Lorelei Mucci
Primary Faculty

Lorelei Mucci

Professor of Epidemiology

Epidemiology

lmucci@hsph.harvard.edu

Other Positions

Director, Master of Science Degree Program in Epidemiology

Epidemiology

Harvard T.H. Chan School of Public Health


Overview

My major area of research and teaching is cancer epidemiology. I am the Director of the Cancer Epidemiology and Cancer Prevention Program (Area of Interest) within the Department of Epidemiology here at the Harvard T.H. Chan School of Public Health (HSPH). In addition, I am Leader of the Cancer Epidemiology Program at the Dana-Farber/Harvard Cancer Center.

After receiving my doctoral degree in epidemiology at the Harvard T.H. Chan School of Public Health (formerly the Harvard School of Public Health), I trained as a post-doctoral fellow in cancer epidemiology at the Karolinska Institutet, Sweden. At the Karolinska, I gained expertise in using nationwide health registries to examine cancer etiology and formed a long-term partnership with epidemiology colleagues in the Nordic countries. For the past 9 years, my primary faculty appointment has been at the Harvard Chan School, where my research uses integrative molecular epidemiology approaches within cohorts in the United States and globally to investigate research questions focused on cancer etiology, mortality, and survivorship. I serve as co-Principal Investigator for the Health Professionals Follow-up Study (https://sites.sph.harvard.edu/hpfs/) as well as IRONMAN (see below). Below is a summary of some major areas of interest.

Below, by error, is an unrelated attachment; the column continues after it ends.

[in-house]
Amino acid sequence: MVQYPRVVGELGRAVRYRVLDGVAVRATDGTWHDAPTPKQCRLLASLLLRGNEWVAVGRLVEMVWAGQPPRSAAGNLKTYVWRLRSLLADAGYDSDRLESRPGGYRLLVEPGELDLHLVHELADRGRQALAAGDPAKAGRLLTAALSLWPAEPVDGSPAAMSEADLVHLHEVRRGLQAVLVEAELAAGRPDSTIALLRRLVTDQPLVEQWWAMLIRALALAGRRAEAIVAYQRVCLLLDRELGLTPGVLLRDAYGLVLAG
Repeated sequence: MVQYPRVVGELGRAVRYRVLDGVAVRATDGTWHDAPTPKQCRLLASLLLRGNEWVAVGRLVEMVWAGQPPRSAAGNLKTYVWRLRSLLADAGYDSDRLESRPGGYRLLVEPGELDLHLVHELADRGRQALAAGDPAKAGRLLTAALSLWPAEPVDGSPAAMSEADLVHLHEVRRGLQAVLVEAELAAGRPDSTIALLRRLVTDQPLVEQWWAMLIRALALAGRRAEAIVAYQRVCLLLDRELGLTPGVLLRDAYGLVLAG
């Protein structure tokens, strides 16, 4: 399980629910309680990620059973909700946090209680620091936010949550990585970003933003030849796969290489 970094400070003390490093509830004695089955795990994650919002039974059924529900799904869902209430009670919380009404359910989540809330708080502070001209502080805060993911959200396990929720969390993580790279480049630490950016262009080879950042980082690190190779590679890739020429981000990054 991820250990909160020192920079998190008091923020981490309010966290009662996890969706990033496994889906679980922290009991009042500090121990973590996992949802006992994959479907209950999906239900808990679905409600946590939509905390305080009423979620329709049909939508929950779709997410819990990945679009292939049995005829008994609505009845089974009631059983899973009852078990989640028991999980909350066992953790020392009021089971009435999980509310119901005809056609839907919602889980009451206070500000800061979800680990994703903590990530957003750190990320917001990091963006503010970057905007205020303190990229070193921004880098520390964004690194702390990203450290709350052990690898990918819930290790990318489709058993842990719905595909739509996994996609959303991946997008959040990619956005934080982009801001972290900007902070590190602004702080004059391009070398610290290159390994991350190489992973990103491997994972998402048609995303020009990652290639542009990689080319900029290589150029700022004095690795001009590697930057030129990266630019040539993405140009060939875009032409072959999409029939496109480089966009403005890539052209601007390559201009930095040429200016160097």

News

Reducing the burden of prostate cancer

Lorelei Mucci, professor of epidemiology at Harvard T.H. Chan School of Public Health, has spent her career seeking to understand why prostate cancer occurs, how it can be prevented, and what patients can do to improve their lives…

Why more sex may lower prostate cancer risk

Frequent ejaculation has been linked with decreased prostate cancer risk. One reason may be that frequent ejaculation may help clear potentially cancer-causing substances from the prostate, according to Harvard Chan School's Lorelei Mucci.

Diet may influence risk of aggressive prostate cancer

Dietary patterns that are associated with inflammation and insulinemia—a condition marked by high levels of insulin in the blood—may put men at an increased risk for aggressive forms of prostate cancer, according to new research led by Harvard…